USB Blog

Life as an MBA HCL student

Cape Town
  • June 05 2019
9 minutes to read


“I opened myself up to the new experience, met new people and I was very surprised to find out there were many people who felt the same way I did.” “Orientation Week was the start of many friendships.”

My MBA HCL Journey – Orientation Week

Reminiscing on orientation week, it seems like such a long time ago. Thinking about it I still have mixed feelings. Feelings of excitement and happiness, but also feelings of fear and being overwhelmed.

My system was in shock from the vast amount of literature I was suppose to peruse over the December holidays, followed by an insane amount of quizzes, half of which was due on the first day of orientation week. However, as a doctor working in government, I was working the entire December and with working overtime as well, it left me with little free time to do all the reading and complete the quizzes. To this day, I am not entirely sure how I completed it all!

Day 1

The first day was mostly a blur, but I remember being divided into groups. My group was very diverse – engineers, chartered accountants, an IT specialist, a communication officer and a guy that used to design armoured vehicles but had just bought a farm. Different races, cultures, religions, personality types, ages and backgrounds. I felt out of my depth and throughout that first day, I kept asking myself, “What am I doing here?” and “How will I compete with all these people with their business backgrounds?’’ My first instinct was to get up and run, but I managed to calm myself and remained seated. During the course of that first day, we were introduced to Dr John Morrison. He was our mentor and we were encouraged to make an appointment with him should we think we weren’t coping. I thought to myself, “I’m not coping” and I jotted down the email address of his secretary and waited for our break to email for an appointment.

Day 2

On the morning of our second day, I found myself in John’s office explaining to him that I just wasn’t coping. I didn’t think I was cut out to do the MBA and I was considering dropping out. He gave me an understanding nod and told me it is only day two – we haven’t even started classes yet. I should give it some time and not make hasty decisions. He told me that medical professionals often do well in the MBA, and even though I may struggle with the quantitative subjects, I may excel at other subjects. After further encouraging words from John I went back to class with a new found energy.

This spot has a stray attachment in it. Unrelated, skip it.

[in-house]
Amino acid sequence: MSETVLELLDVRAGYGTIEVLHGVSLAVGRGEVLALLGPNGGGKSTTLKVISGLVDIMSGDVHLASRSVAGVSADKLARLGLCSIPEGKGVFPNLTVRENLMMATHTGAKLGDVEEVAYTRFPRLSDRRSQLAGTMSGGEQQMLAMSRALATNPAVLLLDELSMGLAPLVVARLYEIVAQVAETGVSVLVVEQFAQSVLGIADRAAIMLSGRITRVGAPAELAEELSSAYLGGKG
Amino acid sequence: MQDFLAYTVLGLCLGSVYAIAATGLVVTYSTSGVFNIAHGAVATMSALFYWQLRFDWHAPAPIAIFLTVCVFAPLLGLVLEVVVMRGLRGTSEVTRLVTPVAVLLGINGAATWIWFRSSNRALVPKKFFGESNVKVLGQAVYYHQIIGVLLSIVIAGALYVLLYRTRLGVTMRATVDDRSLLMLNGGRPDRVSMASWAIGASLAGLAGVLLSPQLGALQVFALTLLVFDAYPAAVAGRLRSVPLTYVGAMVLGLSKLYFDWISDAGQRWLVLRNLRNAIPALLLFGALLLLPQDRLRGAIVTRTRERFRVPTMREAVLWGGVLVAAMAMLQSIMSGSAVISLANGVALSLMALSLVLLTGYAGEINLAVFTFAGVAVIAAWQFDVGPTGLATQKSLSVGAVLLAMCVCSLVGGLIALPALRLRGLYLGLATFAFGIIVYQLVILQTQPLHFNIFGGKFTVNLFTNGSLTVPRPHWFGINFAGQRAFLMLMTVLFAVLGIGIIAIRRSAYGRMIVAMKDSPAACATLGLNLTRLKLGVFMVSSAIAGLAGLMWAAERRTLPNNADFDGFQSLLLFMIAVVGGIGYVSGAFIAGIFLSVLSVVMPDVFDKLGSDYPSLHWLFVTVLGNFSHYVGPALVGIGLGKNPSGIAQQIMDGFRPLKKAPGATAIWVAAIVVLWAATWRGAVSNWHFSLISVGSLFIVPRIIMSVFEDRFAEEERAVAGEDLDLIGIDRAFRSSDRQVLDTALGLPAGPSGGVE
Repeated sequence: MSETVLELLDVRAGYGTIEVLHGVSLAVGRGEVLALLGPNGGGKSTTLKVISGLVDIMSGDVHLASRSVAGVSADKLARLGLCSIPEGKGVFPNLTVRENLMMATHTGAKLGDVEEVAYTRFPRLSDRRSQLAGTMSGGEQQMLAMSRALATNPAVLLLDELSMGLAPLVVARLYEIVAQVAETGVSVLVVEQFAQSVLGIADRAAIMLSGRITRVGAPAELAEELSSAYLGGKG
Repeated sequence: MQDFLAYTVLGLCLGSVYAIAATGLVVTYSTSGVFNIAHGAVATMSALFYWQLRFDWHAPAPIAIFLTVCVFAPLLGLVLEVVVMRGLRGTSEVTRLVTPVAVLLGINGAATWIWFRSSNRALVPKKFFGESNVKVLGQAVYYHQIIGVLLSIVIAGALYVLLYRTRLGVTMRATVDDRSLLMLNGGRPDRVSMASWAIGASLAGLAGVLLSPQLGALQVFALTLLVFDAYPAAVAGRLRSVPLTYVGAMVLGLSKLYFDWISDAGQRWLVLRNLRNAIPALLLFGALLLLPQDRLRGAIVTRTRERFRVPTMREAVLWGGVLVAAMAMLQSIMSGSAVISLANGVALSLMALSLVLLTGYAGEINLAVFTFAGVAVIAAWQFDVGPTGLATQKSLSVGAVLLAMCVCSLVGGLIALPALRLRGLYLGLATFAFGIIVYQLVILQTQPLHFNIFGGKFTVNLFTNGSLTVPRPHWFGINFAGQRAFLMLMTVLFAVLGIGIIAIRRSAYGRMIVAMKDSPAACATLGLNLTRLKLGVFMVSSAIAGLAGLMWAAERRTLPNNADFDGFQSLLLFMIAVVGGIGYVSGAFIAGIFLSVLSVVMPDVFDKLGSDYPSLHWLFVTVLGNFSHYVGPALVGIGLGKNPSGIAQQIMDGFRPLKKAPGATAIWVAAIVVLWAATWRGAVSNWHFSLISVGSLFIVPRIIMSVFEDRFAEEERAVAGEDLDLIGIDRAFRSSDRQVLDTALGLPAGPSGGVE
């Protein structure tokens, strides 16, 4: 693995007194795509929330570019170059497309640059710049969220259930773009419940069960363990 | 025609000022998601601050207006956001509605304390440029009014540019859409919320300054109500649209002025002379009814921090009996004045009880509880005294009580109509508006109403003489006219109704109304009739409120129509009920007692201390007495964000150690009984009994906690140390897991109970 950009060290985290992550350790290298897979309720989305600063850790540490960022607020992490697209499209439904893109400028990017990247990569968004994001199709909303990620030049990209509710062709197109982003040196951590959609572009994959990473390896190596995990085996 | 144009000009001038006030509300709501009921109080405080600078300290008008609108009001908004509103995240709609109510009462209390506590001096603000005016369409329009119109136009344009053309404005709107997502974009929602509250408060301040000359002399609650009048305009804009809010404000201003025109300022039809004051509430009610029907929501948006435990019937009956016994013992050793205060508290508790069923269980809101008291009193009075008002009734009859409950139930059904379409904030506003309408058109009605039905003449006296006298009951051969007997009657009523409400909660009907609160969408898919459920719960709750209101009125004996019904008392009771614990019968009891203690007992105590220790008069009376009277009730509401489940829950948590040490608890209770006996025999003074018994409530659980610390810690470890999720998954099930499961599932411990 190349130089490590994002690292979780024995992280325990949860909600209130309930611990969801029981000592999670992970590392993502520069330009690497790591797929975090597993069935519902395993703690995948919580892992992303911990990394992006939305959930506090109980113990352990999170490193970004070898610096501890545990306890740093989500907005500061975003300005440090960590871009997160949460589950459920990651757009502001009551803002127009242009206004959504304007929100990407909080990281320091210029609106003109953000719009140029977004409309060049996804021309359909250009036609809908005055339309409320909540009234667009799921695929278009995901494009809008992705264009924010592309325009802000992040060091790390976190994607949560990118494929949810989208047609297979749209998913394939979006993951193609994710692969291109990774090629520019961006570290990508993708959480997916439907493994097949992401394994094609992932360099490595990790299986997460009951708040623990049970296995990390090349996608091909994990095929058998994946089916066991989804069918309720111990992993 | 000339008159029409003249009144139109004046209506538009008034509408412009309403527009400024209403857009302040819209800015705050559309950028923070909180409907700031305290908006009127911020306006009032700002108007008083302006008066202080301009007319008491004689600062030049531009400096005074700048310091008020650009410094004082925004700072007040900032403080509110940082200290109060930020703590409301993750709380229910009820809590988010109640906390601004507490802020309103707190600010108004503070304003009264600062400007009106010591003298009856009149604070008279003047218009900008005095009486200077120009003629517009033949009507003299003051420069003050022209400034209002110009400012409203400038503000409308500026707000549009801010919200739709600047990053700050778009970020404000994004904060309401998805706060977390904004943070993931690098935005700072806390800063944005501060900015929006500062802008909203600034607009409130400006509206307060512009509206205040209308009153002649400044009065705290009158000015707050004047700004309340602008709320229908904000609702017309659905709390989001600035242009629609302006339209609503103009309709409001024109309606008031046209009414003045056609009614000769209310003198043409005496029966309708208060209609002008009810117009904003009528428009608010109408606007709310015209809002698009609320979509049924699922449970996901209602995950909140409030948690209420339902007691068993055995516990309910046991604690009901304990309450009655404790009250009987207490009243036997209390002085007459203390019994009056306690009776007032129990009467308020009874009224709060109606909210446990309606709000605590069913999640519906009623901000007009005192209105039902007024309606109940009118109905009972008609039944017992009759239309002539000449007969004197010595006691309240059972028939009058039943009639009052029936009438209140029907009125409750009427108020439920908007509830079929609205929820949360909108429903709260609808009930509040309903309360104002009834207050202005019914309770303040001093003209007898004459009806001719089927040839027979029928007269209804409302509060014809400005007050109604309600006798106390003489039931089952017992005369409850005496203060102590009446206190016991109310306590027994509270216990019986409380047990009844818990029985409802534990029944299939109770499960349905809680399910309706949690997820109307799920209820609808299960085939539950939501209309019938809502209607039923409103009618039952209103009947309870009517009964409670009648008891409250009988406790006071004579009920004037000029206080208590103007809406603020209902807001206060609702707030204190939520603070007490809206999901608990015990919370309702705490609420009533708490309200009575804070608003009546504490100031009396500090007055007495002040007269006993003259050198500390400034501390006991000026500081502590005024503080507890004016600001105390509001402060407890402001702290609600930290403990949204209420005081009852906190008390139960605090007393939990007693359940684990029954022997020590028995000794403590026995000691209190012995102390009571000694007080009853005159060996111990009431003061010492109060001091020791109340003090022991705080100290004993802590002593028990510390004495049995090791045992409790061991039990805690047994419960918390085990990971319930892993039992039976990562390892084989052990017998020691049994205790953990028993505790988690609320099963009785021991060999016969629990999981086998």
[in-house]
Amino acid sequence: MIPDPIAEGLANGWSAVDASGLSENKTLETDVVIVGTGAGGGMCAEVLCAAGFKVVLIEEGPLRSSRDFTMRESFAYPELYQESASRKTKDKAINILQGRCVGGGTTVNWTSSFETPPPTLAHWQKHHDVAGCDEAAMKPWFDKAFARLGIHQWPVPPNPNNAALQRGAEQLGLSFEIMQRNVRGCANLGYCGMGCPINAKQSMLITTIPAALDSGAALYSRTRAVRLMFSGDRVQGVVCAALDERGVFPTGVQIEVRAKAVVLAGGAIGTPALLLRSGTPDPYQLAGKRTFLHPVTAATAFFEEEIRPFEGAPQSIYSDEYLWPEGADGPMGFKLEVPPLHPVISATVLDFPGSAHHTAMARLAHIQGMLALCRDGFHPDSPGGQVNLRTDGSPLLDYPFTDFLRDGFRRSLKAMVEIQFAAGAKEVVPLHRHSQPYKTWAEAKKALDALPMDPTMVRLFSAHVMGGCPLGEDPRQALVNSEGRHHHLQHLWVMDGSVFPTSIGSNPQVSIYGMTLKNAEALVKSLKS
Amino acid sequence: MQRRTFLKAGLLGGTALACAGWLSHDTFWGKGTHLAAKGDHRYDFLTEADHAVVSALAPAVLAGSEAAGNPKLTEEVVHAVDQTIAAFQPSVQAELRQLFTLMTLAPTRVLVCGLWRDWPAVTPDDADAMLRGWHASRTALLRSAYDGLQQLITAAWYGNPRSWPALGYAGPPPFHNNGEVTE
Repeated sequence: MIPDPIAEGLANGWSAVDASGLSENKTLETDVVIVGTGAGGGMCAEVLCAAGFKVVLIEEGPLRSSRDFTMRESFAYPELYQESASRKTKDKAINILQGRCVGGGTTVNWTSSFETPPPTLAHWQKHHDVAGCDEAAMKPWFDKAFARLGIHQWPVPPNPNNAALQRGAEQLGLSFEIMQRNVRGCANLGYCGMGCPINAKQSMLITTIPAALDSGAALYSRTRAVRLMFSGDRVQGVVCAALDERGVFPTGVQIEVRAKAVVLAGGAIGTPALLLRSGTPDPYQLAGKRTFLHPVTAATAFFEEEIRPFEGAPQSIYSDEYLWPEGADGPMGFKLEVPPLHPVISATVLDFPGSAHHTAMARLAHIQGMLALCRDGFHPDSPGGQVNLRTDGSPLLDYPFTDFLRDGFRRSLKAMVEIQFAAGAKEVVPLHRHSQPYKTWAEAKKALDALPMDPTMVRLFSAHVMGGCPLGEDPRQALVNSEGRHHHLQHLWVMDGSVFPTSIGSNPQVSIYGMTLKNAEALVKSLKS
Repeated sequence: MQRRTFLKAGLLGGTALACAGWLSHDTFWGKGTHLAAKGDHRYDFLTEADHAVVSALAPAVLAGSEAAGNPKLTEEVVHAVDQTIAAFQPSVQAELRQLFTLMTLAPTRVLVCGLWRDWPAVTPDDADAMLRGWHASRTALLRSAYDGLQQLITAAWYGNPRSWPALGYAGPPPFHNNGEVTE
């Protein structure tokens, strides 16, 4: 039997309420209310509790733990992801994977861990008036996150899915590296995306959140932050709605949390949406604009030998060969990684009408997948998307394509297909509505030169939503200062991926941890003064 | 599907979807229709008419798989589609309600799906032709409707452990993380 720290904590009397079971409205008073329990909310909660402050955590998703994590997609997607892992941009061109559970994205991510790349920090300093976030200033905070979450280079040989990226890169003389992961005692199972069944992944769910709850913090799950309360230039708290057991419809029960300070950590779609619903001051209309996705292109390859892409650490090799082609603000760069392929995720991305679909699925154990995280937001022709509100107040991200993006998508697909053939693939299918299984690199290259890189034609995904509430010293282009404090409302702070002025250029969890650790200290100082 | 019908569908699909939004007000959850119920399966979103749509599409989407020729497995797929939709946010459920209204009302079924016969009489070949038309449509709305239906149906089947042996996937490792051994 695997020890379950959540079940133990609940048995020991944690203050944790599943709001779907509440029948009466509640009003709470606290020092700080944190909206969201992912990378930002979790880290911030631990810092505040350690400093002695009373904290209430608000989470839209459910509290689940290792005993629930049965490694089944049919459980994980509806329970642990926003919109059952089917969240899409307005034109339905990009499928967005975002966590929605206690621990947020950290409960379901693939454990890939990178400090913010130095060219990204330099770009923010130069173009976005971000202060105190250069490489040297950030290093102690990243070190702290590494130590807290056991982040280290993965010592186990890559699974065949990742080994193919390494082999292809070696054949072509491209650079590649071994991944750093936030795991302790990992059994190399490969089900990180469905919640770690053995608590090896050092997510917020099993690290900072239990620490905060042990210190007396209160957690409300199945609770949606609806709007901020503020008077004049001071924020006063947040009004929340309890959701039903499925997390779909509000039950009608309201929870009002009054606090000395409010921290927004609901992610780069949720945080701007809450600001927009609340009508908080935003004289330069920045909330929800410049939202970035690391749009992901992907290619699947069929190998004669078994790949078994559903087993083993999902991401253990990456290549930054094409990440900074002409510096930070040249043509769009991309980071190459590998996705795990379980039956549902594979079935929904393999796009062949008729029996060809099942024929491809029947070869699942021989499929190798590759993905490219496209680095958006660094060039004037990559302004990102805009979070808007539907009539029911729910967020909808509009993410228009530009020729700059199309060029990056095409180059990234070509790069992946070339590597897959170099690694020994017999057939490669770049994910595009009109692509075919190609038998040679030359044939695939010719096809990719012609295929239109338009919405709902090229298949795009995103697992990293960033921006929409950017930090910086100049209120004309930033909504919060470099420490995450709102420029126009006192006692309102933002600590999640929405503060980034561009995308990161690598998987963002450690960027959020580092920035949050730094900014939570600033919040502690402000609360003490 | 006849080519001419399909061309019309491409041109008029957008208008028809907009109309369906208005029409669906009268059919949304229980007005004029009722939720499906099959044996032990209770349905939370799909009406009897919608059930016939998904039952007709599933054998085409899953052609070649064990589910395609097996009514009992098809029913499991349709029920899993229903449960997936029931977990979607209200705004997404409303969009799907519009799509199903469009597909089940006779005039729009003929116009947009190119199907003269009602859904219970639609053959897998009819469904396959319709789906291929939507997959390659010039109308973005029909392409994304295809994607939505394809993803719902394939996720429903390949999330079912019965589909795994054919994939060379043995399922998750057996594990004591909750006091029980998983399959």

Rest of the week

Once I found myself worthy of being in the MBA class, I opened myself up to the experience and the learning. I met many new people and I was very surprised to find that many of them shared my fear of failure and not being good enough. It was an amazing experience meeting and getting to know people I would never have encountered other than in an MBA classroom. There was the potential to learn from every single person I met, as they were all experts in their field of work.

Orientation Week was the start of many friendships. Friendships that flourished over the last year. My only regret is not networking more during orientation week, leaving with only the numbers of my group mates and a handful of people. Had I made more connections during orientation week, those first few months could have been easier if I had MBA contacts as academic and social support. Orientation is the only time in your first year to get to know your group mates as well as your classmates in person and connections made here often lasts till the end of your MBA and beyond.

“My first instinct was to get up and run, but I managed to calm myself and remained seated.”

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